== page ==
Kepler conjecture
The Kepler conjecture, named after the 17thcentury mathematician and astronomer Johannes Kepler, is a mathematical conjecture about sphere packing in threedimensional Euclidean space. It says that no arrangement of equally sized spheres filling space has a greater average density than that of the cubic close packing (facecentered cubic) and hexagonal close packing arrangements. The density of these arrangements is around 74.04%.
In 1998 Thomas Hales, following an approach suggested by Fejes Tóth (1953), announced that he had a proof of the Kepler conjecture. Hales' proof is a proof by exhaustion involving the checking of many individual cases using complex computer calculations. Referees have said that they are "99% certain" of the correctness of Hales' proof, so the Kepler conjecture is now very close to being accepted as a theorem. In 2014, the Flyspeck project team, headed by Hales, announced the completion of a formal proof of the Kepler conjecture using a combination of the Isabelle and HOL Light proof assistants.
Background
Imagine filling a large container with small equalsized spheres. The density of the arrangement is equal to the collective volume of the spheres divided by the volume of the container. To maximize the number of spheres in the container means to create an arrangement with the highest possible density, so that the spheres are packed together as closely as possible.
Experiment shows that dropping the spheres in randomly will achieve a density of around 65%. However, a higher density can be achieved by carefully arranging the spheres as follows. Start with a layer of spheres in a hexagonal lattice, then put the next layer of spheres in the lowest points you can find above the first layer, and so on. At each step there are two choices of where to put the next layer, so this natural method of stacking the spheres creates an uncountably infinite number of equally dense packings, the best known of which are called cubic close packing and hexagonal close packing. Each of these arrangements has an average density of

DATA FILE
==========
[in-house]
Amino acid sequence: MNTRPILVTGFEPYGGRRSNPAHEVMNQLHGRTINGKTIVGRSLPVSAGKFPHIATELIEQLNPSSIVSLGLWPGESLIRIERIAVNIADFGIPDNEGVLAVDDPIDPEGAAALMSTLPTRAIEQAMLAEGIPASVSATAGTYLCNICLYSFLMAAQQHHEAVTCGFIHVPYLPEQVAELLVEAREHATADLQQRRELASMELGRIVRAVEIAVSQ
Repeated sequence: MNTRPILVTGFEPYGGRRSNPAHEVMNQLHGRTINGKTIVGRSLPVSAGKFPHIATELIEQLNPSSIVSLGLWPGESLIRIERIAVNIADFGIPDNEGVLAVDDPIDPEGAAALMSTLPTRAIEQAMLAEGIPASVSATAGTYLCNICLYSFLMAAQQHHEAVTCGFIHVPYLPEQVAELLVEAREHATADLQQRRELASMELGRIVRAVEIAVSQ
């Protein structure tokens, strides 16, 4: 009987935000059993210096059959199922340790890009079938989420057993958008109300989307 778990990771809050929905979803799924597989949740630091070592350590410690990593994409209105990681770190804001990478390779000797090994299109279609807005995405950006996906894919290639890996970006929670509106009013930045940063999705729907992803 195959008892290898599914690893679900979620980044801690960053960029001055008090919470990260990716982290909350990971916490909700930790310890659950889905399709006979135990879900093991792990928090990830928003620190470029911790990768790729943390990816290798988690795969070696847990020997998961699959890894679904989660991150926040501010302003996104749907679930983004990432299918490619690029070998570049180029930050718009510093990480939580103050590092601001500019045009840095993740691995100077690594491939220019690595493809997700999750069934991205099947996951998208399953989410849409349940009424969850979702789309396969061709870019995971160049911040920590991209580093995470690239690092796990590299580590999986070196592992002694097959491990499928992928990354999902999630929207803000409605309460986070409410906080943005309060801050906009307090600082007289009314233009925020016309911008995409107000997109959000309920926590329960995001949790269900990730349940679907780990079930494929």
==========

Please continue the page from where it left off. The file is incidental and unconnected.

The Kepler conjecture says that this is the best that can be done—no other arrangement of spheres has a higher average density.
Origins
The conjecture was first stated by Johannes Kepler (1611) in his paper 'On the sixcornered snowflake'. He had started to study arrangements of spheres as a result of his correspondence with the English mathematician and astronomer Thomas Harriot in 1606. Harriot was a friend and assistant of Sir Walter Raleigh, who had set Harriot the problem of determining how best to stack cannonballs on the decks of his ships. Harriot published a study of various stacking patterns in 1591, and went on to develop an early version of atomic theory.
Nineteenth century
Kepler did not have a proof of the conjecture, and the next step was taken by Carl Friedrich Gauss (1831), who proved that the Kepler conjecture is true if the spheres have to be arranged in a regular lattice.
This meant that any packing arrangement that disproved the Kepler conjecture would have to be an irregular one. But eliminating all possible irregular arrangements is very difficult, and this is what made the Kepler conjecture so hard to prove. In fact, there are irregular arrangements that are denser than the cubic close packing arrangement over a small enough volume, but any attempt to extend these arrangements to fill a larger volume always reduces their density.^{[]}
After Gauss, no further progress was made towards proving the Kepler conjecture in the nineteenth century. In 1900 David Hilbert included it in his list of twenty three unsolved problems of mathematics—it forms part of Hilbert's eighteenth problem.
Twentieth century
The next step toward a solution was taken by László Fejes Tóth. Fejes Tóth (1953) showed that the problem of determining the maximum density of all arrangements (regular and irregular) could be reduced to a finite (but very large) number of calculations. This meant that a proof by exhaustion was, in principle, possible. As Fejes Tóth realised, a fast enough computer could turn this theoretical result into a practical approach to the problem.